Does a debtor have to show up in courtif thecreditor’s lawyer will be asking for dismissal of the case?

UPDATED: May 26, 2011

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Does a debtor have to show up in courtif thecreditor’s lawyer will be asking for dismissal of the case?

I had a continuance from last month on a debt collection from a credit card issuer. The debt has been settled and the law firm told me that they would be asking the judge for a dismissal tomorrow. Do I need to personally show up in court even when the case would be dismissed?

Asked on May 26, 2011 under Bankruptcy Law, Missouri


SJZ, Member, New York Bar / FreeAdvice Contributing Attorney

Answered 11 years ago | Contributor

IF the case is dismissed--no.

On the other hand, you only have the word of the people who were suing you--i.e. the people who want to win and get money from you--that they will seek a dismissal. Suppose they go to the court date and do not ask for dismissal? Instead, suppose they simply say they are present and you are not. A default judgment would be entered against you, and while you may have grounds to vacate it (the debt being settled; the representations made by the law firm), it's always an uphill fight to vacate a judgment. If at all possible, you should go, to make sure that  what happens is what you think will happen. Good luck.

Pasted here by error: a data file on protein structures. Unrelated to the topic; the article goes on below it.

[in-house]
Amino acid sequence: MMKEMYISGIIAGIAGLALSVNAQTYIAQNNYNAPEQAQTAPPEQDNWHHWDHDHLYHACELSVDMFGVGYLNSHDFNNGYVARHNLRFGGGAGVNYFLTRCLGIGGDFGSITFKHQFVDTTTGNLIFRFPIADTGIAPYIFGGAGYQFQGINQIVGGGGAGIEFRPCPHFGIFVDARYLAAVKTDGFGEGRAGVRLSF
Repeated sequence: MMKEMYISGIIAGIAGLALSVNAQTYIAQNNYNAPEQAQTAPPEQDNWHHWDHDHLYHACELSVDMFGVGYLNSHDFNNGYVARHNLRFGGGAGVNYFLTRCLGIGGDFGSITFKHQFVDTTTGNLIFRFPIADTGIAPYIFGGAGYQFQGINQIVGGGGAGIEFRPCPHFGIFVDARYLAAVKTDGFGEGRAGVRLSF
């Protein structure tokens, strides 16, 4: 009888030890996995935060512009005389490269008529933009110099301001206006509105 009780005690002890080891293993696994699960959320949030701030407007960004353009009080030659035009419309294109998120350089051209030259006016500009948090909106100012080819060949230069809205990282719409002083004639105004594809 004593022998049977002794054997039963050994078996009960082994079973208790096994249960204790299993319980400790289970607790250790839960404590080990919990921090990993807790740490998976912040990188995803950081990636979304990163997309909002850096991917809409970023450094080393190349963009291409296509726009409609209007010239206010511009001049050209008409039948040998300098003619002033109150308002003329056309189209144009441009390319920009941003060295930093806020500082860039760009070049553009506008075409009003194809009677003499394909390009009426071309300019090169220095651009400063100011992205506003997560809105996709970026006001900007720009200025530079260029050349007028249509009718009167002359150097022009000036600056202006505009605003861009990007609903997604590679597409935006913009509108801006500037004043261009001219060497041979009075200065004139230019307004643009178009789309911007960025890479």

IMPORTANT NOTICE: The Answer(s) provided above are for general information only. The attorney providing the answer was not serving as the attorney for the person submitting the question or in any attorney-client relationship with such person. Laws may vary from state to state, and sometimes change. Tiny variations in the facts, or a fact not set forth in a question, often can change a legal outcome or an attorney's conclusion. Although has verified the attorney was admitted to practice law in at least one jurisdiction, he or she may not be authorized to practice law in the jurisdiction referred to in the question, nor is he or she necessarily experienced in the area of the law involved. Unlike the information in the Answer(s) above, upon which you should NOT rely, for personal advice you can rely upon we suggest you retain an attorney to represent you.

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